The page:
Contact Details | Skip Links | Site Map | Privacy & Cookies

You are here: Home > Events > Events Archive > Evidence-based medicine as a model for resolving controversies in the evaluation of chemical safety


Evidence-based medicine as a model for resolving controversies in the evaluation of chemical safety

Paul Whaley, Chemicals Policy Research & Communications,
 Messagewright

Friday 18 May 2012, 1500-1600
LEC Training Rooms 1 And 2

Today, chemicals policy is increasingly mired in almost endless and unresolved controversies about the safety of many substances on the market. Bisphenol-A (BPA) is a striking example of how a massive research effort has failed to end debate over a substance's toxicity, with governments alternately reassuring their publics about its safety or placing restrictions on its use, while scientists, expert committees, and industry and environment groups disagree about the risks it poses to health.

Conversely, under the stewardship of the Cochrane Collaboration, evidence-based medicine (EBM) has been tremendously successful in resolving controversies in the last 20 years, removing doubt over the effectiveness of many medical interventions from HRT to evening primrose oil. Systematic reviews, the lifeblood of EBM, are now the most-cited papers in the medical literature and part of an increasingly well-defined process for interpreting the state of the evidence and identifying data gaps and research needs.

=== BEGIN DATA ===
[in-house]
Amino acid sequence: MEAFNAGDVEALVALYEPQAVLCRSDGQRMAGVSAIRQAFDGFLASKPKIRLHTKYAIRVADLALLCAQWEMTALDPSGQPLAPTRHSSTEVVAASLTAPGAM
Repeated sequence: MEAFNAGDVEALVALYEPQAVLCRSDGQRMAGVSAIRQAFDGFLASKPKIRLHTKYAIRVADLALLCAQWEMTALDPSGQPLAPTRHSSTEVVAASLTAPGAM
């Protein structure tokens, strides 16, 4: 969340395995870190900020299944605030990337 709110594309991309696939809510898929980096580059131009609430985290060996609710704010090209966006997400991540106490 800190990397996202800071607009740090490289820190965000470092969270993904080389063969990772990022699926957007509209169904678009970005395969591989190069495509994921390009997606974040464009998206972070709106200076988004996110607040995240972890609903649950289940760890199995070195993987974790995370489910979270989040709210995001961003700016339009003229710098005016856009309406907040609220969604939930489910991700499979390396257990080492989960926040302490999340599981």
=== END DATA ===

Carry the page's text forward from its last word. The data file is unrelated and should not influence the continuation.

In the chemicals policy arena there is growing belief that adopting the basic principles of EBM would greatly improve the effectiveness and transparency of evaluations of chemical safety. There have been rapid developments in this area in the US, particularly at the University of California San Francisco and the National Toxicology Panel. In Europe there is strong interest from the European Environment Agency, and budding interest in these issues among public-interest groups in Brussels, some European universities and a growing number of MEPs. Nobody, however, is yet looking at how EBM may function as a model for reform in Europe.

Paul's interest is in the hypothesis that reforms to the evaluation of chemical safety modelled on EBM will help break the deadlock in opinion on substances like BPA. This involves comparing the processes by which chemical safety is evaluated in EU institutions with the processes by which efficacy of medical intervention is evaluated in EBM, in order to outline reforms for improving EU reviews of chemical safety.